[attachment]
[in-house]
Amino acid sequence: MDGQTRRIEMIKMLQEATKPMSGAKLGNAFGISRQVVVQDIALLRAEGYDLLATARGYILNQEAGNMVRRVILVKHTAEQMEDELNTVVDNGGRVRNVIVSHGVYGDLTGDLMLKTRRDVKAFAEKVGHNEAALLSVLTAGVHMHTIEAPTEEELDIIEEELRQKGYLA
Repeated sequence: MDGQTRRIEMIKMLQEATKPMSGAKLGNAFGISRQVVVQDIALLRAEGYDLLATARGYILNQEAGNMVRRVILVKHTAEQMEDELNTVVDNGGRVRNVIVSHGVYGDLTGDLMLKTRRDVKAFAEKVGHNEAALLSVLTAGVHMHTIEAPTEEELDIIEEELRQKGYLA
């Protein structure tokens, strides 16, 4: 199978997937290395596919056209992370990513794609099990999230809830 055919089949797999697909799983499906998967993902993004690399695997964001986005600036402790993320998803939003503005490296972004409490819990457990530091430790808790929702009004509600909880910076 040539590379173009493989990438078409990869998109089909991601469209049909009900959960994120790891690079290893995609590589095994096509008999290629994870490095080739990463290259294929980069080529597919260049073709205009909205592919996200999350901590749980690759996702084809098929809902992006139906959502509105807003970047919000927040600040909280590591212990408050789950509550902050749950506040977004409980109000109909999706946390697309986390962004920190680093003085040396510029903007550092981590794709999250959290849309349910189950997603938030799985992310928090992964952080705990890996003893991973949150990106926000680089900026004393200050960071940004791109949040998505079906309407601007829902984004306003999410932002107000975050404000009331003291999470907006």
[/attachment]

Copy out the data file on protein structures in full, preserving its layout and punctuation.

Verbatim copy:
[in-house]
Amino acid sequence: MDGQTRRIEMIKMLQEATKPMSGAKLGNAFGISRQVVVQDIALLRAEGYDLLATARGYILNQEAGNMVRRVILVKHTAEQMEDELNTVVDNGGRVRNVIVSHGVYGDLTGDLMLKTRRDVKAFAEKVGHNEAALLSVLTAGVHMHTIEAPTEEELDIIEEELRQKGYLA
Repeated sequence: MDGQTRRIEMIKMLQEATKPMSGAKLGNAFGISRQVVVQDIALLRAEGYDLLATARGYILNQEAGNMVRRVILVKHTAEQMEDELNTVVDNGGRVRNVIVSHGVYGDLTGDLMLKTRRDVKAFAEKVGHNEAALLSVLTAGVHMHTIEAPTEEELDIIEEELRQKGYLA
């Protein structure tokens, strides 16, 4: 199978997937290395596919056209992370990513794609099990999230809830 055919089949797999697909799983499906998967993902993004690399695997964001986005600036402790993320998803939003503005490296972004409490819990457990530091430790808790929702009004509600909880910076 040539590379173009493989990438078409990869998109089909991601469209049909009900959960994120790891690079290893995609590589095994096509008999290629994870490095080739990463290259294929980069080529597919260049073709205009909205592919996200999350901590749980690759996702084809098929809902992006139906959502509105807003970047919000927040600040909280590591212990408050789950509550902050749950506040977004409980109000109909999706946390697309986390962004920190680093003085040396510029903007550092981590794709999250959290849309349910189950997603938030799985992310928090992964952080705990890996003893991973949150990106926000680089900026004393200050960071940004791109949040998505079906309407601007829902984004306003999410932002107000975050404000009331003291999470907006």